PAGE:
Letter published in the Irish Times on 28th June 2010.

Moral Hazard

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The Honohan Report said there was a ''moral hazard'' involved in the blanket bank guarantee, ''though this argument does not appear to have been made''.

The chairman of Nama and the Financial Regulator have recently suggested that it would not be possible to assist people with distressed mortgages, due to ''moral hazard''.

So where is the moral hazard for the politicians, administrators, bankers, developers and related professionals who created the financial crisis, but continue to hold positions of power, draw huge pensions, operate insolvent businesses and get massive bailouts, courtesy of taxpayers?

Letter published in the Sunday Business Post on 27th June 2010.

Moral Hazard is only for Little People

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The Irish Times reported (26th May) that the Financial Regulator has said that there were no "silver bullets" to assist people with distressed mortgages due to "moral hazard".

Where is this moral hazard for all the politicians, administrators, bankers, developers and related professionals who created the financial crisis but continue to hold positions of power, draw huge pensions, operate insolvent businesses and get massive bale-outs courtesy of taxpayers?

To my mind, the Financial Regulator has crossed a line by destinguishing between "moral hazard" for developers/bankers (not needed) and for "the little people" (needed to teach people lessons) and thereby seems to have aligned himself with the former happy campers in the Galway tent.

Paying for the Boom

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By my reckoning, house builders and landowners made exceptional profits of about €37 billion over the ten years to 2006 as a consequence of inflated house prices. This excludes windfall profits for commercial property and those made by financial institutions, who lent far more than strictly necessary, and other beneficiaries such as brokers, insurance companies, solicitors and auctioneers. Although the Exchequer gained from additional stamp duty and VAT, it also provided tax breaks which were largely unneeded and merely boosted profits.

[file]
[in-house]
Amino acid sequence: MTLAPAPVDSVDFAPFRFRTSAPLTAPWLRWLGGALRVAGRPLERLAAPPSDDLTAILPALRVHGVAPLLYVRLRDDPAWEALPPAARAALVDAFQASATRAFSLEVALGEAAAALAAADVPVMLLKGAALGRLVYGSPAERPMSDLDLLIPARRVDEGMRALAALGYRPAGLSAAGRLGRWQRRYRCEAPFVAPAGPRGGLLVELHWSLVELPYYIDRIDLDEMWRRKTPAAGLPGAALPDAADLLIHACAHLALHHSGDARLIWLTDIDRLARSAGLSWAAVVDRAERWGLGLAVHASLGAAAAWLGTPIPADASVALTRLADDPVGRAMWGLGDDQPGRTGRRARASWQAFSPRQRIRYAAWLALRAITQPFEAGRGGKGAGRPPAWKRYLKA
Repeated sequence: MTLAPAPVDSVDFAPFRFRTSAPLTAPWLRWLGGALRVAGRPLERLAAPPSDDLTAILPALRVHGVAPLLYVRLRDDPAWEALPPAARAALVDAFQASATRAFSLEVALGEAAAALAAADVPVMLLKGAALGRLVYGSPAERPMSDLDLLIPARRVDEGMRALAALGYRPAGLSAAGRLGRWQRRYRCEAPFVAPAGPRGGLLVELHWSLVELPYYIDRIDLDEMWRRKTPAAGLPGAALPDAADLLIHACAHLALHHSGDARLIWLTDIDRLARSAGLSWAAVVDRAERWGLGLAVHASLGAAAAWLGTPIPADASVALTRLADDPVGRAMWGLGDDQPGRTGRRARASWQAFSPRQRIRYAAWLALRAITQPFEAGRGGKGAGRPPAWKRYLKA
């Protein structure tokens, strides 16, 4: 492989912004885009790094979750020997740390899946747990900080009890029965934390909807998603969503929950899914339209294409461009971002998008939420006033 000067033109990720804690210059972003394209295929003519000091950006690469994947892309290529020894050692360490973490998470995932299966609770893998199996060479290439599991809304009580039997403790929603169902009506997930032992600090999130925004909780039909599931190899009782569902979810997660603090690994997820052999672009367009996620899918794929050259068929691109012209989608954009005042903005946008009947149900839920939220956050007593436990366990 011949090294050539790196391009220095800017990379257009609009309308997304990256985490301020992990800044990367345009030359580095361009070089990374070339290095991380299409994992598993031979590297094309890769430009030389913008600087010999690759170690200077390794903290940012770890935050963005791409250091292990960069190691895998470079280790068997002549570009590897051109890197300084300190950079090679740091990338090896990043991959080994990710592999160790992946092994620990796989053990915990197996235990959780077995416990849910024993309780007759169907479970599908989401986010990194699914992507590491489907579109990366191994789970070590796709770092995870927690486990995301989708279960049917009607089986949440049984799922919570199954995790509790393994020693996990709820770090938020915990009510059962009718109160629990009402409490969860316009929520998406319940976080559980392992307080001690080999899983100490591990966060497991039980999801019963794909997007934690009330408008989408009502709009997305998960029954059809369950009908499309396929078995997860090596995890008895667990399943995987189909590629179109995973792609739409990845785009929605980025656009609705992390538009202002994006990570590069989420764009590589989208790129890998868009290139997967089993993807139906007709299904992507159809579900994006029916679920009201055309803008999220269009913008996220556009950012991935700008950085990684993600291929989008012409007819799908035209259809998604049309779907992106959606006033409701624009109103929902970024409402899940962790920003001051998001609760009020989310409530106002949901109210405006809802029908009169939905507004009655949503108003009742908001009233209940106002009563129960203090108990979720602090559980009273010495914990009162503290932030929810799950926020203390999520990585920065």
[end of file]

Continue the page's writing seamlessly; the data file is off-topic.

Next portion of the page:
Having made huge gains and plunged hundreds of thousands of home owners into negative equity, surely it is only fair to look for some payback from the boom's main beneficiaries. Given that the country is confronting a deficit of €20 billion, what would be morally wrong with introducing a special tax to claw back these excessive profits instead of raising taxes, cutting public services and social welfare, and increasing exchequer borrowing?

Letter published in the Sunday Business Post on 29th November 2009.

Who are Government & Nama Trying to Fool?

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Supplementary documentation published by the Department of Finance alongside the Nama Bill about property yields contains some extraordinary statements (starting on page 10):

  • It indicates that property yields (rents as percentage of prices) are higher in Dublin (7.25 percent) than in other major European cities and that Dublin's yield is well above its 20-year average of 5.6 percent.

  • It then states that as "yields move towards their long term average this would indicate an increase in property prices". To re-enforce this view, it expects the exceptionally large difference between property yields in Ireland and key euro interest rates to narrow as a result of rising interest rates or rising property prices!!!

Whilst acknowledging that property prices have fallen by almost 50% in the past few years, the document completely ignores the possibility that the exceptional yields may be anticipating a sharp decline in rents. It not so long ago that the Irish banks offered unprecedented double-figure dividend yields before they were obliged to suspend dividends and their shares collapsed.